Employees require time away from work for many reasons, including vacation, a leave of absence, or jury duty. It is important for employees to be aware of their entitlements to time off, paid leave, and their rights upon their return to work.
The employment law team at Sultan Lawyers are knowledgeable about employee entitlements and can advise employees at any stage of a leave or other extended absence from work.
Eligible employees under the Employment Standards Act of Ontario are entitled to receive time away from work as vacation, as well as compensation during that time off (or “vacation pay”). It’s important to note that while the Employment Standards Act covers many employees in Ontario, there are several exemptions, including federal employees, independent contractors, and students employed through a school program.
The amount of paid vacation time an employee is entitled to under the Employment Standards Act is based on the length of their employment. Ordinarily, employees are required to work for one year before qualifying for vacation. Employees who have been at their job less than five years are entitled to at least two weeks’ vacation each year. Employees with five years of service or more are entitled to three weeks of vacation each year. These calculations can be made using the employee’s date of hire or may be prorated if the employer uses a vacation calendar year.
Unlike vacation time, vacation pay is earned from the date an employee starts work with their employer. Employees with less than five years of service are entitled to 4% of their wages earned during the period for which vacation is given. That entitlement increases to 6% at five years of service.
Vacation pay can be paid as a lump sum or included in an employee’s regular paycheque. The employee’s consent is required for vacation pay to be paid separately from regular wages. Additionally, at the end of employment, the employer must pay the employee any outstanding vacation pay.
Employees covered by the Ontario Employment Standards Act become eligible for sick leave after two weeks of employment. The minimum entitlement is three unpaid days off work per calendar year for illness, injury, or medical emergencies. These days are not prorated if the employee is hired part way through the year. Employers can consider a half-day absence as a full day of sick leave; however, sick days only count against one category of leave, even if they meet the requirements of additional types of leaves. Employers may require evidence of an employee’s entitlement to sick leave.
It is important to note that employees who fall under the Employment Standards Act cannot be penalized for taking sick leave. An employee on sick leave remains eligible to participate in any applicable benefit plans, and the employer must continue providing their contributions as well. Employees also continue to accrue seniority, service, and employment days throughout sick leave.
In addition to the sick leave provided by the Employment Standards Act, Ontario’s Human Rights Code requires employers to provide adequate unpaid leave for qualified employees under a protected human rights ground. Employers can only avoid this obligation if they show that accommodating the extra unpaid sick time would constitute undue hardship.
Bereavement leave under the Employment Standards Act is available to eligible employees who have suffered the death of the following family member(s):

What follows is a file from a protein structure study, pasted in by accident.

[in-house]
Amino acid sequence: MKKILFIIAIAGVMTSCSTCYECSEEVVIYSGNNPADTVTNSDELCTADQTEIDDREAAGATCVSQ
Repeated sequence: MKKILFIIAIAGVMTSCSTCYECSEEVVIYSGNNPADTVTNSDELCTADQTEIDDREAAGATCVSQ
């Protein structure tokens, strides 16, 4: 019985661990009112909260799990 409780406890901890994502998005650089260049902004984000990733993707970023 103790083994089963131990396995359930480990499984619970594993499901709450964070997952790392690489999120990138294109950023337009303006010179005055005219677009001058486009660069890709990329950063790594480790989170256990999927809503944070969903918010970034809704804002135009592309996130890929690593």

The Ontario Human Rights Code may, in certain qualifying circumstances, provide time off to an employee who has lost a family member other than those listed above.
Under the Employment Standards Act, eligibility for bereavement leave begins after two weeks of employment. Eligible employees are entitled to receive two days of bereavement leave each calendar year. As with sick leave, employers may consider a half-day absence as a full day of leave.
Employers may require proof of an employee’s entitlement but are prohibited from penalizing employees for taking bereavement leave. Additional leave days may be available under the Human Rights Code to employees who meet the definition of a protected human rights ground unless the employer can show that further accommodation would create an undue hardship for the employer.
An employee on bereavement leave remains eligible to participate in any applicable benefit plans, and the employer must continue providing their contributions as well. As with sick leave, bereavement leave does not prevent employees from accruing seniority, service, and employment days throughout the leave.
The Ontario Juries Act requires employers to grant time off for employees who are summoned for jury duty. Employers are not required to pay employees for this absence. Upon their return to work, employees are entitled to the same position or a comparable one, with at least the same salary as before. They also continue to accrue seniority and benefits while away for jury duty.
It is an offence for an employer to punish or threaten to punish an employee, either directly or indirectly, for requiring time away from work to serve as a juror.
The Employment Standards Act of Ontario provides several other types of leave for eligible employees, including:
It is important to note that not all employees are covered by the Employment Standards Act. There are many prescribed exemptions to the Act, such as federal employees and independent contractors, who are not entitled to the Act’s benefits and may be governed by other employment laws.
At Sultan Lawyers, our team of employment lawyers can advise you on your rights and entitlements during any stage of a leave of absence. We are dedicated advocates who will represent your interests when your circumstances require you to take time away from work. Contact us online at email@example.com or at 416-214-5111 for a consultation.
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